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The Affair – S2E2 – 202

Previously on The Affair, ‘201′ 

Perhaps I should have come to this conclusion sooner, but I’m now content in saying that figuring out whose memory is “the truth,” or trying to solve the mystery behind Scott Lockhart’s death just isn’t what matters in The Affair. The real objective here is character study and perspective; why do people remember events in these specific, sometimes drastically different ways? While it’s entertaining to speculate about the murder-mystery driving the future/present-day plot of this narrative, it seems that the more rewarding course of action may be to simply enjoy the ride and forget about the destination.

Alison is concerned about the way other people see her. Not just the owners of the guesthouse, Robert and Yvonne, but Noah as well. Who is she, to him?

“You’re the best thing that’s ever happened to me.”

It’s a nice response but it dodges the actual question. Alison yearns to know how others see her because she’s not quite sure of how she sees herself, at least not anymore. In Montauk she was a nurse, a waitress, a mother, and a wife and whether she was happy or not, she had some identity. Who is she now, though?

She’s restless, that’s for sure. Bored within the confines of the cabin she sets out to find the nearest town. Aside from the pleasant ride in with Robert – he shows up at an opportune moment and offers her a lift – where they bond over a shared love of the countryside, the trip doesn’t have much to offer. The first thing she sees is a young boy who unmistakably reminds her of Gabriel and her old life. When she stops in at a diner she casually asks the server how much the job pays, but it’s obvious her heart isn’t in waitressing.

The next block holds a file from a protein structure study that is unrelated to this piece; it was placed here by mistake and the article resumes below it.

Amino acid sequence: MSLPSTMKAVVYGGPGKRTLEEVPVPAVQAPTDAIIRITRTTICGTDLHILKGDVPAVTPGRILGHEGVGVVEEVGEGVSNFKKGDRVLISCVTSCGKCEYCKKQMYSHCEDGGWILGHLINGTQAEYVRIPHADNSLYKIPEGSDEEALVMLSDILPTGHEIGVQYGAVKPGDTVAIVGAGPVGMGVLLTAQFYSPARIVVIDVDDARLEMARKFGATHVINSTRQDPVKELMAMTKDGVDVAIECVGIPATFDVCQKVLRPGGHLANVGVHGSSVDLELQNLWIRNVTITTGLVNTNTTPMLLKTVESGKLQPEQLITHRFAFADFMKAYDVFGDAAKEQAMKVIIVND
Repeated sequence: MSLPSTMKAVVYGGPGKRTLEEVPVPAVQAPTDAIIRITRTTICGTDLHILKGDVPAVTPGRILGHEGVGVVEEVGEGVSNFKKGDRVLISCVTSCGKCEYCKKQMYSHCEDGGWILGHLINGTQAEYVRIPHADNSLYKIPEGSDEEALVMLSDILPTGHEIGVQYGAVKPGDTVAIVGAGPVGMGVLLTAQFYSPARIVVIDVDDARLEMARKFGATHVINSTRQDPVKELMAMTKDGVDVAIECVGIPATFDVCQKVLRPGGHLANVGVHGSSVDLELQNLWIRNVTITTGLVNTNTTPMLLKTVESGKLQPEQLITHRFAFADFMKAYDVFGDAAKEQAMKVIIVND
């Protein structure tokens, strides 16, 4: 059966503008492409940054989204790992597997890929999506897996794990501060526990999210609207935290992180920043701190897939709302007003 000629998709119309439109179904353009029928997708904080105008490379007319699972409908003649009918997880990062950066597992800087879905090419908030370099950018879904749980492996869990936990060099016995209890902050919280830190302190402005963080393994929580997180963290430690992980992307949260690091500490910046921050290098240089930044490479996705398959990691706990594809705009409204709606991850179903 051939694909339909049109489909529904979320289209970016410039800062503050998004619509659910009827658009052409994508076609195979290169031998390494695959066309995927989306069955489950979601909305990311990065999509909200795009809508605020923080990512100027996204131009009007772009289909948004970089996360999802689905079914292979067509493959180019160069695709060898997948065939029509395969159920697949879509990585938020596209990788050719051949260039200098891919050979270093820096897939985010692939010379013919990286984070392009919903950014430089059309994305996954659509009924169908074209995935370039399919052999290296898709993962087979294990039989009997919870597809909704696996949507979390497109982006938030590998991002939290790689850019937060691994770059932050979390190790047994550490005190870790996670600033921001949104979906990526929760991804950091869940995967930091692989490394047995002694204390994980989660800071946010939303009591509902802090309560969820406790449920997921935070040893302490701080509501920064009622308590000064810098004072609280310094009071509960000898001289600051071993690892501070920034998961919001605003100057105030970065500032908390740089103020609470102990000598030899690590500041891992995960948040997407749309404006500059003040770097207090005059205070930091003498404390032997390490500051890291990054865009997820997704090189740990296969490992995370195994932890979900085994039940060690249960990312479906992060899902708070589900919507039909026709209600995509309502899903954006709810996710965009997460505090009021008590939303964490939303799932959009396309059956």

Images: Showtime

Images: Showtime

Cole is in rough shape. He looks like he hasn’t slept in weeks and he’s definitely sporting a beer belly. With the Lockhart Ranch gone, Cole has taken up taxi driving and cocaine. One of the most interesting aspects of adding these new perspectives to the show (Helen’s and Cole’s) is how it allows for a greater variety in the storytelling of characters we already know.

Bruce Butler doesn’t seem to recognize Cole as a Montauk native, let alone his connection to what happened to his daughter, and he therefore feels free to talk about the fact that he’s leaving his wife for another woman. Something that was, ironically, inspired by Noah; a man who Bruce believes to be a “pathetic son of a bitch.” Without this added perspective we would never have been given these details in this fashion. Beyond that, this is a quietly gratifying moment for Cole, to hear someone talk about Noah with the disdain that Bruce does.

It doesn’t provide any lasting solace, though. Cole would rather drink or keep working rather than rest and be on his own, where the thoughts of his current situation undoubtedly creep in. His self-destruction has begun to affect his, once vital, relationship with his family. Cole gives Scott the cold shoulder when they run into each other, and it appears he couldn’t care less that his mother “isn’t doing well,” or that his brother and pregnant sister-in-law are sleeping on a pullout couch.